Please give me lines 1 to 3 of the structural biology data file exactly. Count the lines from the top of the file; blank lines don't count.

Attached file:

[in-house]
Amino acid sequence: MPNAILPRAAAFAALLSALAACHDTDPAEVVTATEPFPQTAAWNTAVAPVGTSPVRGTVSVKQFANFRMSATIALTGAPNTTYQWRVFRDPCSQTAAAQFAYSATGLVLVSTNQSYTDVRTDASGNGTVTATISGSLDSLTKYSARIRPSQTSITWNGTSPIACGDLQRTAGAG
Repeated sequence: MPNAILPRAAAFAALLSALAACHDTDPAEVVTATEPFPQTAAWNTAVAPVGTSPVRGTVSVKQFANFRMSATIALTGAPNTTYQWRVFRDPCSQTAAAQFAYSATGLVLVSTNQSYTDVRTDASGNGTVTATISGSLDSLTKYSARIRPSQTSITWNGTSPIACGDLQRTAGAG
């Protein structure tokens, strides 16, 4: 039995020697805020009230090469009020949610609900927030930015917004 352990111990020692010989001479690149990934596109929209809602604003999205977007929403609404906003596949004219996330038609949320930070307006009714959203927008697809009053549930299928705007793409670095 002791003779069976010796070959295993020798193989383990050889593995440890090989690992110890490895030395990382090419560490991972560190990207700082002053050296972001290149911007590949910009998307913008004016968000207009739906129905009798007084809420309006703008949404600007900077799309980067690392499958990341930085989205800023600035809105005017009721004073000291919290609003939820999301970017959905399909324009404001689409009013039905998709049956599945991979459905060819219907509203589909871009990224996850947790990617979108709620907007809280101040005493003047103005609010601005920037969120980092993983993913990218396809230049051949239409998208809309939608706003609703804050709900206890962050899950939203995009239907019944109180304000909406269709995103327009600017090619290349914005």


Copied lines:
[in-house]
Amino acid sequence: MPNAILPRAAAFAALLSALAACHDTDPAEVVTATEPFPQTAAWNTAVAPVGTSPVRGTVSVKQFANFRMSATIALTGAPNTTYQWRVFRDPCSQTAAAQFAYSATGLVLVSTNQSYTDVRTDASGNGTVTATISGSLDSLTKYSARIRPSQTSITWNGTSPIACGDLQRTAGAG
Repeated sequence: MPNAILPRAAAFAALLSALAACHDTDPAEVVTATEPFPQTAAWNTAVAPVGTSPVRGTVSVKQFANFRMSATIALTGAPNTTYQWRVFRDPCSQTAAAQFAYSATGLVLVSTNQSYTDVRTDASGNGTVTATISGSLDSLTKYSARIRPSQTSITWNGTSPIACGDLQRTAGAG